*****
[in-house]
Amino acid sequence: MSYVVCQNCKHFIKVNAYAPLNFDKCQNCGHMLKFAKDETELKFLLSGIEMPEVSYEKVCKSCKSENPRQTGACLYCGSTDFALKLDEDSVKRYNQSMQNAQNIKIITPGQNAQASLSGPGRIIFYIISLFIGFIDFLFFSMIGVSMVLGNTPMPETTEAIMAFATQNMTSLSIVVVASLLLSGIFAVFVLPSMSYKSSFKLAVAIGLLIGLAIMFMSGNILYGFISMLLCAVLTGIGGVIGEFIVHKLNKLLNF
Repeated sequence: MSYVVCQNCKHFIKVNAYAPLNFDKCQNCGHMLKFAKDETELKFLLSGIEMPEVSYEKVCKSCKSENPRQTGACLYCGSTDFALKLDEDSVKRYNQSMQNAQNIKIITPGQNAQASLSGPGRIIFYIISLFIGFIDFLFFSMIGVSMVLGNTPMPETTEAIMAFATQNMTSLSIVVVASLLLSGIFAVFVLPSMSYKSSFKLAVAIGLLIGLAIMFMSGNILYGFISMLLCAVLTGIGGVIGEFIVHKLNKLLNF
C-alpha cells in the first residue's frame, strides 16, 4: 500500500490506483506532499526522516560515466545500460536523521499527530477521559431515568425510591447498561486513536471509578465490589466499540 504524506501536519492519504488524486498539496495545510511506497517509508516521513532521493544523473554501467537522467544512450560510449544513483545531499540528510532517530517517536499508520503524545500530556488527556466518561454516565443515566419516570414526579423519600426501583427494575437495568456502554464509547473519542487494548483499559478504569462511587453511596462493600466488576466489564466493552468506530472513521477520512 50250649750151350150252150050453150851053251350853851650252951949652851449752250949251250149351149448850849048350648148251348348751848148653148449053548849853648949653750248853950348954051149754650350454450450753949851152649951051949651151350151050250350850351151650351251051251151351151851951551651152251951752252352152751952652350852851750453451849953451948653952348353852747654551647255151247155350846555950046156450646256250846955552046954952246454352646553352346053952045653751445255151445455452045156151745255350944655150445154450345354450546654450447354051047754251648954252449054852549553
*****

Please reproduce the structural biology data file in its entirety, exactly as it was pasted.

[in-house]
Amino acid sequence: MSYVVCQNCKHFIKVNAYAPLNFDKCQNCGHMLKFAKDETELKFLLSGIEMPEVSYEKVCKSCKSENPRQTGACLYCGSTDFALKLDEDSVKRYNQSMQNAQNIKIITPGQNAQASLSGPGRIIFYIISLFIGFIDFLFFSMIGVSMVLGNTPMPETTEAIMAFATQNMTSLSIVVVASLLLSGIFAVFVLPSMSYKSSFKLAVAIGLLIGLAIMFMSGNILYGFISMLLCAVLTGIGGVIGEFIVHKLNKLLNF
Repeated sequence: MSYVVCQNCKHFIKVNAYAPLNFDKCQNCGHMLKFAKDETELKFLLSGIEMPEVSYEKVCKSCKSENPRQTGACLYCGSTDFALKLDEDSVKRYNQSMQNAQNIKIITPGQNAQASLSGPGRIIFYIISLFIGFIDFLFFSMIGVSMVLGNTPMPETTEAIMAFATQNMTSLSIVVVASLLLSGIFAVFVLPSMSYKSSFKLAVAIGLLIGLAIMFMSGNILYGFISMLLCAVLTGIGGVIGEFIVHKLNKLLNF
C-alpha cells in the first residue's frame, strides 16, 4: 500500500490506483506532499526522516560515466545500460536523521499527530477521559431515568425510591447498561486513536471509578465490589466499540 504524506501536519492519504488524486498539496495545510511506497517509508516521513532521493544523473554501467537522467544512450560510449544513483545531499540528510532517530517517536499508520503524545500530556488527556466518561454516565443515566419516570414526579423519600426501583427494575437495568456502554464509547473519542487494548483499559478504569462511587453511596462493600466488576466489564466493552468506530472513521477520512 50250649750151350150252150050453150851053251350853851650252951949652851449752250949251250149351149448850849048350648148251348348751848148653148449053548849853648949653750248853950348954051149754650350454450450753949851152649951051949651151350151050250350850351151650351251051251151351151851951551651152251951752252352152751952652350852851750453451849953451948653952348353852747654551647255151247155350846555950046156450646256250846955552046954952246454352646553352346053952045653751445255151445455452045156151745255350944655150445154450345354450546654450447354051047754251648954252449054852549553